After the enormous commercial success of their 1978 hit "Y.M.C.A." which unexpectedly became the unofficial hymn and powerful advertising tool for the YMCA, the group took on another national institution, the United States Navy. The Navy contacted group manager Henri Belolo to use the song in a recruiting advertising campaign for television and radio. Belolo gave the rights for free on the condition that the Navy help them shoot the music video. Less than a month later, Village People arrived at Naval Base San Diego where the Navy provided them with access to film on the deck of the berthed frigate USS Reasoner, in the end the Navy did not use the video, choosing to remain with the traditional 'Anchors Aweigh'. In a landmark ruling in 2012, the United States District Court for the Southern District of California ruled that under the Copyright Act of 1976, Victor Willis (Village People's "Cop"/"Naval officer") can recover his share of the copyrights to songs co-written by him. The 1976 act extended the copyright term, but provided a mechanism for artists to benefit from the extension even if they had already signed their rights away to a publisher. His publishers had argued unsuccessfully that copyright recovery was only possible if all co-writers claimed it. Willis now owns 33% of his songs.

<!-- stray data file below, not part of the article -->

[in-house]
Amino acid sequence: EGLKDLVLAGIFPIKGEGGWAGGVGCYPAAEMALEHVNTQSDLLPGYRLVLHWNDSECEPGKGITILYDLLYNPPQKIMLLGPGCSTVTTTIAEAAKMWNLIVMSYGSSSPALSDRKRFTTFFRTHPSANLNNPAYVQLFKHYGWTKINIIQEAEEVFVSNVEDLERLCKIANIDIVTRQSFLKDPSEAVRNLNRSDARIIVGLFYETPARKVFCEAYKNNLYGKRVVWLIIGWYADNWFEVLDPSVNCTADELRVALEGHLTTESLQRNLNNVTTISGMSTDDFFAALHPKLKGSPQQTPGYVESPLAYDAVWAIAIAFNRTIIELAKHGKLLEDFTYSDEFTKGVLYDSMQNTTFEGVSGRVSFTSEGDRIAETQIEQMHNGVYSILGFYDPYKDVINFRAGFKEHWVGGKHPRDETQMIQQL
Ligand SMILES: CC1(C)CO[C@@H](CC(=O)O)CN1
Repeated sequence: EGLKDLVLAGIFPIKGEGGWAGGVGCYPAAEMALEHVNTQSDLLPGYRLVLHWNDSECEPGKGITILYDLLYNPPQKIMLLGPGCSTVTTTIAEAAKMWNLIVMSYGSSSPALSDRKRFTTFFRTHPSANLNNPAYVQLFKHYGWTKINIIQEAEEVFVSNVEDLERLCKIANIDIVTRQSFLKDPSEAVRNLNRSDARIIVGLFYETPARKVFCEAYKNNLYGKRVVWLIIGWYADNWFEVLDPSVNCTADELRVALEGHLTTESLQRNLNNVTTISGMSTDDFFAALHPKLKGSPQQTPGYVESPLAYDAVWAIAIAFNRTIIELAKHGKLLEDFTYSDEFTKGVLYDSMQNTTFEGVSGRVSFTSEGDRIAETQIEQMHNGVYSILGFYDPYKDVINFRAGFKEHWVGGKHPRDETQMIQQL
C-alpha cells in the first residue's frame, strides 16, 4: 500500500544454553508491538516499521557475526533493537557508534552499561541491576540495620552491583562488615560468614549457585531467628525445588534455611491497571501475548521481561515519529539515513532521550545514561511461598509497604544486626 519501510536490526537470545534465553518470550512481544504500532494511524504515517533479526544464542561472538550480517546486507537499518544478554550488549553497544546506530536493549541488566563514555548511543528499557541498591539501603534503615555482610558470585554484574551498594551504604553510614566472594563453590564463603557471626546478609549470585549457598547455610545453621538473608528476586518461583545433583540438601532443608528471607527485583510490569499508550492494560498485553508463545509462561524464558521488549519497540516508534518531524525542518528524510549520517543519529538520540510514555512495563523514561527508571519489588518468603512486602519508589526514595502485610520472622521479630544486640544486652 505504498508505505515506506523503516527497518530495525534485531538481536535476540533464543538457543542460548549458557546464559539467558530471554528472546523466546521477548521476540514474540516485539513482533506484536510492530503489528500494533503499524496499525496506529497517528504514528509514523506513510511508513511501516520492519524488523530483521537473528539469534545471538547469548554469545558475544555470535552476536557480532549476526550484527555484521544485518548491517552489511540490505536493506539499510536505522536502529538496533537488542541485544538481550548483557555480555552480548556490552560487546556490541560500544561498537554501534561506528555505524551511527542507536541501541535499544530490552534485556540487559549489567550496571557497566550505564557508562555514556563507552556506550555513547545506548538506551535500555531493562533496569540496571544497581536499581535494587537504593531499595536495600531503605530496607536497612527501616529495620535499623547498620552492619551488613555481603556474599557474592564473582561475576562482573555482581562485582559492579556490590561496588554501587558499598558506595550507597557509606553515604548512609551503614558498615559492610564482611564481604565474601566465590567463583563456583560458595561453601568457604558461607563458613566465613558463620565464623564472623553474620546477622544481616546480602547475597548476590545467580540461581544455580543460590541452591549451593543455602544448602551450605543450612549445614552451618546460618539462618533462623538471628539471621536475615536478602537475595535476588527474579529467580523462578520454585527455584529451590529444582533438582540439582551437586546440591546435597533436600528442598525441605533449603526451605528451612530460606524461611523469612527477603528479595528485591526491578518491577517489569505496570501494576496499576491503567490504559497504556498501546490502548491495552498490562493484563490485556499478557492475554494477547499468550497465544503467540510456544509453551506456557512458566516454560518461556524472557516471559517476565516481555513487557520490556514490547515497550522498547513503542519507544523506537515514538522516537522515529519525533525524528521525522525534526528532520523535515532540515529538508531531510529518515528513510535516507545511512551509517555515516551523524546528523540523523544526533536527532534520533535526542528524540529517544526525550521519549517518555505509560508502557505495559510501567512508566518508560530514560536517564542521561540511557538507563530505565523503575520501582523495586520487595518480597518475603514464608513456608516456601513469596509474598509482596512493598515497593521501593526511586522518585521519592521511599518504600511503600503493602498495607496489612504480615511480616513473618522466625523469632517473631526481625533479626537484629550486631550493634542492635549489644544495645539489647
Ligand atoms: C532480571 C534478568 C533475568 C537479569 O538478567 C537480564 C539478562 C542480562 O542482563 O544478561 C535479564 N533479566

The Israeli pop-rock band "Tislam" has a very famous line in one of their greatest hits, "Tnu Li Rockn'Roll" (Give me Rock 'n' Roll), that says "Hoshavt oti Ba'cheder etmol ad meuchar, lishmo'a Indeonezi shel Anshei Hakfar" (You sat me down in the room yesterday evening, to hear "Indinezi" by The Village People). This line was written after the songwriter, Yair Nitzani, was a DJ at a club where people kept asking him to put on the song "Indonezi" (meaning "Indonesian") because they misheard the real name of the song. This is an example of a mondegreen, the mishearing of a phrase such that it acquires a new meaning.
Old Navy had a radio spot containing the lyric "We want you in a new swimsuit," sung to the tune of the song.